Researchers at Stanford University have revamped lithium ion (Li-Ion) battery technology to create a more power-dense construction using silicon nano wires. Yi Cui, assistant professor of materials science and engineering at Stanford and his team of researchers have implemented silicon nanowires in Li-Ion batteries to replace the existing carbon-based batteries found in devices such as iPods and laptops.
“Silicon can combine with a lot of lithium ions, ten times more than carbon,” says Cui, meaning that the power density of a silicon-based Li-Ion battery would be ten times greater than a carbon-based Li-Ion battery.
Silicon nanowires don’t run the risk of breaking because of their small size. “When you break big things you break them into small ones, and there’s always a certain size limit; it’s harder to break it into even smaller and smaller,” says Cui.
The only other obstacle left in building the batteries is the volume expansion of lithium silicide, the newly formed lithium silicon compound. “Because you push a lot of lithium into silicon, the more you push in the more volume expansion you will have,” says Cui. “Same thing for carbon — carbon will swell too but since carbon doesn’t have so many lithium ions in it, they just don’t swell as much.”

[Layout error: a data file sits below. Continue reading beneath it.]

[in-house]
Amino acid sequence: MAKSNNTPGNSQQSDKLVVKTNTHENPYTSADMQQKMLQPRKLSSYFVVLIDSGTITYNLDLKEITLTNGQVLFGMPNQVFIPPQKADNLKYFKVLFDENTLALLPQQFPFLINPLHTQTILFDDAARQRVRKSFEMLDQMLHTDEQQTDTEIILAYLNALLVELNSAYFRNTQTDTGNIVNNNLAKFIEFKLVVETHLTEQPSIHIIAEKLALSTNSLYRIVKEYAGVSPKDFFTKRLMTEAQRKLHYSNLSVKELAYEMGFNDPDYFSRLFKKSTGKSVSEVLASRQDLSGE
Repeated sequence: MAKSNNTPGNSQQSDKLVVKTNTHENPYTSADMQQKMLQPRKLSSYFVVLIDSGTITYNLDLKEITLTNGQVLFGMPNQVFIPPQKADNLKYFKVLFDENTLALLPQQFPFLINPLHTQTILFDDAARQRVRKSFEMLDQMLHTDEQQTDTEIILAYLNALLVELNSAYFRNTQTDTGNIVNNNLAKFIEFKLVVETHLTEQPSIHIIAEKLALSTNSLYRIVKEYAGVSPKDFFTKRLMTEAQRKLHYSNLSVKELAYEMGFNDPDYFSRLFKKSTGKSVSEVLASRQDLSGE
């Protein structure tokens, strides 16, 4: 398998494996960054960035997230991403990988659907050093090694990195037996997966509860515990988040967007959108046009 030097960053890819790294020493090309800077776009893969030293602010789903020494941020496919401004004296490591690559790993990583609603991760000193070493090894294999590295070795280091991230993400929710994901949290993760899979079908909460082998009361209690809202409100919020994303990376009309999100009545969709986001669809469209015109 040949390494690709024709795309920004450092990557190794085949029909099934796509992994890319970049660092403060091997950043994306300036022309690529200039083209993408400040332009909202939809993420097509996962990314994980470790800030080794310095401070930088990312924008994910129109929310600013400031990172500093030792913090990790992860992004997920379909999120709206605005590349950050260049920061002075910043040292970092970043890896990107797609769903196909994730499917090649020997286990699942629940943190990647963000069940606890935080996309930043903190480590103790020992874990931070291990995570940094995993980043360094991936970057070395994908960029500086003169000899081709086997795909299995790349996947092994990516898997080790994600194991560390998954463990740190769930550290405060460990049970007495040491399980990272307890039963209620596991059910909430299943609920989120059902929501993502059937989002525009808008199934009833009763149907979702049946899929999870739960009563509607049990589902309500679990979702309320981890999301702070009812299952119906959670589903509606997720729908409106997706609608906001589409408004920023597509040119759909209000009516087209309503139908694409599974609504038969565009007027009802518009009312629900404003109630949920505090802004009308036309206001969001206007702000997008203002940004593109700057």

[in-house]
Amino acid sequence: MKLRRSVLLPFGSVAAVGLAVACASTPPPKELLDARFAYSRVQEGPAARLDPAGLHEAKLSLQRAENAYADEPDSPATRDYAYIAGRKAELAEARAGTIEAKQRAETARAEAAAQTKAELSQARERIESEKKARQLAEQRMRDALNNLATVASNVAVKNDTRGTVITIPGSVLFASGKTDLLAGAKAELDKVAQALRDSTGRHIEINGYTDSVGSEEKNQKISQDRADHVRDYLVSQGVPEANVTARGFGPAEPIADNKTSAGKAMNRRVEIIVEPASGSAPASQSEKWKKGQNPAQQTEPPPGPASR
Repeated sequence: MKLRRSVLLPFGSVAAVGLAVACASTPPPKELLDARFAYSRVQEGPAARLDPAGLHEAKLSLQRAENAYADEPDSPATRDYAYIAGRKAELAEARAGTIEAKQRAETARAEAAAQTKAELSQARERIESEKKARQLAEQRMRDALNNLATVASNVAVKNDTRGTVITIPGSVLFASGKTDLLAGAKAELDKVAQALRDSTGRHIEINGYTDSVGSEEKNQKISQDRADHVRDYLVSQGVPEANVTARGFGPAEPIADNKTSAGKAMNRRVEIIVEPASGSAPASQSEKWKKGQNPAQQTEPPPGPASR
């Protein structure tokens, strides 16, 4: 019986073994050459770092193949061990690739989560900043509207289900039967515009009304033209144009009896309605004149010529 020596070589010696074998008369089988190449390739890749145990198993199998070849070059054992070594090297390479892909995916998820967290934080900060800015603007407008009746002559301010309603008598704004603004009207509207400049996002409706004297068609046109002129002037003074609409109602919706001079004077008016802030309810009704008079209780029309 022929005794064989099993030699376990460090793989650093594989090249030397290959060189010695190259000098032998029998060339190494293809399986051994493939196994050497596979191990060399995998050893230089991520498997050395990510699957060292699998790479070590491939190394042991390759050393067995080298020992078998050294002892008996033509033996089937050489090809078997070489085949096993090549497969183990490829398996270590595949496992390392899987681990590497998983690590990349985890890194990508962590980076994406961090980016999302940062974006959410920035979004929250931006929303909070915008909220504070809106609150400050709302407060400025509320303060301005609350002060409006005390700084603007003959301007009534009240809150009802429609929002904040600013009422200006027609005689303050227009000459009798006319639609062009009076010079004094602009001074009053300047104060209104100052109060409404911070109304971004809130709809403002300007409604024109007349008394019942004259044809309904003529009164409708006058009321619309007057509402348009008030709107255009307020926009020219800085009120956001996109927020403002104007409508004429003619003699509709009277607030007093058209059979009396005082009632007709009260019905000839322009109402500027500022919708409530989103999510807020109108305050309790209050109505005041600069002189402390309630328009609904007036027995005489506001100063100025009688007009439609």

Once all the kinks are hammered out, Cui predicts that this new construction for Li-Ion batteries will take about five years to make it to market. “We have a lot of silicon in the world and we also have a mature infrastructure; we have big industry behind silicon,” he says. “We know the process about silicon, so it will be easy for pushing silicon nanowire technology to the real applications because we have this mature infrastructure.” According to Cui, these new batteries could have potential use in the electric vehicles market because of their high power density.
Photos taken by a scanning electron microscope of silicon nanowires before (left) and after (right) absorbing lithium. Both photos were taken at the same magnification. Photos courtesy of Nature Nanotechnology.
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